Research Raises Prospect Of Springtime Shot To Protect Against Lyme Disease

"Sign me up!"

That was my first, emphatic reaction to word that University of Massachusetts Medical School researchers are making progress toward a shot that we here in Lyme disease territory could get every spring for months-long protection through high tick season. It would use monoclonal antibodies — medical cruise missiles that can hit the narrowest of targets.

Sadly, the research, though promising, is still only in mice, and it will be years before such a shot could possibly be available in humans. But for those of us eagerly awaiting better protection against Lyme disease — not to mention those of us frustrated by this: Why your dog can get vaccinated against Lyme disease and you can't — it's heartening news nonetheless.

I asked for details from UMass Medical School professor Mark Klempner, a longtime Lyme disease researcher and executive vice chancellor of MassBiologics, a non-profit, UMass-affiliated maker of vaccines and other public-health-oriented medicines. His colleague, Dr. Yang Wang, just presented their team's findings to a major conference on infectious disease in San Diego. His summary:

"For the past two-and-a-half years, MassBiologics has been developing a new approach to prevention of Lyme disease, as part of our overall public health efforts to protect the citizens of Massachusetts and beyond for diseases of interest.

We’ve taken a different approach than the vaccine approach, and what we’ve developed is a human monoclonal antibody that, when present in the blood of a host, will prevent the transmission of the Lyme disease bacteria from the tick to that host.

When the tick bites you, it then drinks in a little bit of your blood, and contained within that blood is the medicine that kills the bacteria right in the gut of the tick.

Dr. Mark Klempner

I want to emphasize that so far these studies have been done exclusively in animals — so-called preclinical studies — and our future is to move this into clinical studies, which we will hopefully initiate in 2016.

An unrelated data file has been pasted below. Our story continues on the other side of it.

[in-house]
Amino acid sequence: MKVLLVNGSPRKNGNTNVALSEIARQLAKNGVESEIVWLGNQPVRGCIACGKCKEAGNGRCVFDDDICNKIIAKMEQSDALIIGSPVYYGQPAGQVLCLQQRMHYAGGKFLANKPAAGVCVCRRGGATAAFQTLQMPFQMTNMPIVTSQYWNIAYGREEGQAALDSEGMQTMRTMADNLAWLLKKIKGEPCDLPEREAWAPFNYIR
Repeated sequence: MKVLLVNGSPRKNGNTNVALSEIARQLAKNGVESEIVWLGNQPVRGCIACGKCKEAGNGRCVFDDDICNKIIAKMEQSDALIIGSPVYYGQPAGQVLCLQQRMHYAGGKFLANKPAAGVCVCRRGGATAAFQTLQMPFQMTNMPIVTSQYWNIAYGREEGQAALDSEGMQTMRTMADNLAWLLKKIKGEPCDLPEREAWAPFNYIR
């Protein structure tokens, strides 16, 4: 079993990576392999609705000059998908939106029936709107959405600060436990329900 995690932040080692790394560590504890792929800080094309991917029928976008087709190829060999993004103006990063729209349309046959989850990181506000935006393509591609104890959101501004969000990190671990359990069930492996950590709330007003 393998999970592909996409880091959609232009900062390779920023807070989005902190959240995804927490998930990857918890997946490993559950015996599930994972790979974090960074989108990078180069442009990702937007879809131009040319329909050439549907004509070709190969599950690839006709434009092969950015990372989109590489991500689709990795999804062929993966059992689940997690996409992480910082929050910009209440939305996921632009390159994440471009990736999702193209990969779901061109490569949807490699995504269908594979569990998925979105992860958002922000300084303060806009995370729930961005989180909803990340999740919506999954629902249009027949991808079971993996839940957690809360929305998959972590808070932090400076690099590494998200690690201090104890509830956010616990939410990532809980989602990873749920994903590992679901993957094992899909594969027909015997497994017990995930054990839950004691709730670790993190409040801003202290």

The idea here is based on a couple of precedents. The first is: We know that the previously available [Lyme disease] vaccine worked by inducing many, many different antibodies, only one of which was important in the protection. And similarly, we know that there is a precedent for being able to give a safe and effective monoclonal antibody to young babies in order to prevent them from getting a different infectious disease called Respiratory Syncitial Virus.

So for both precedent and safety reasons, we chose to go after a single monoclonal antibody that would be able to prevent the transmission of Lyme disease during the entire season. The monoclonal antibody idea has additional benefit in that when the vaccine was available, it required three shots over six months to induce immunity, and so you needed to start to take the medicine sometime in the winter in order to be able to protected in the following fall, and there was not a lot of uptake of that.


Dr. Mark Klempner (Courtesy UMMS)
Dr. Mark Klempner (Courtesy UMMS)

So here, one of the advantages is that the antibody, if we give it to you, provides you immediate immunity, as it does in a mouse, and it should last for the entire season by engineering the antibody to have a very, very long half life. And then it would be gone at the end of the season, and the next season you would take the medicine again and it should work again for the entire season.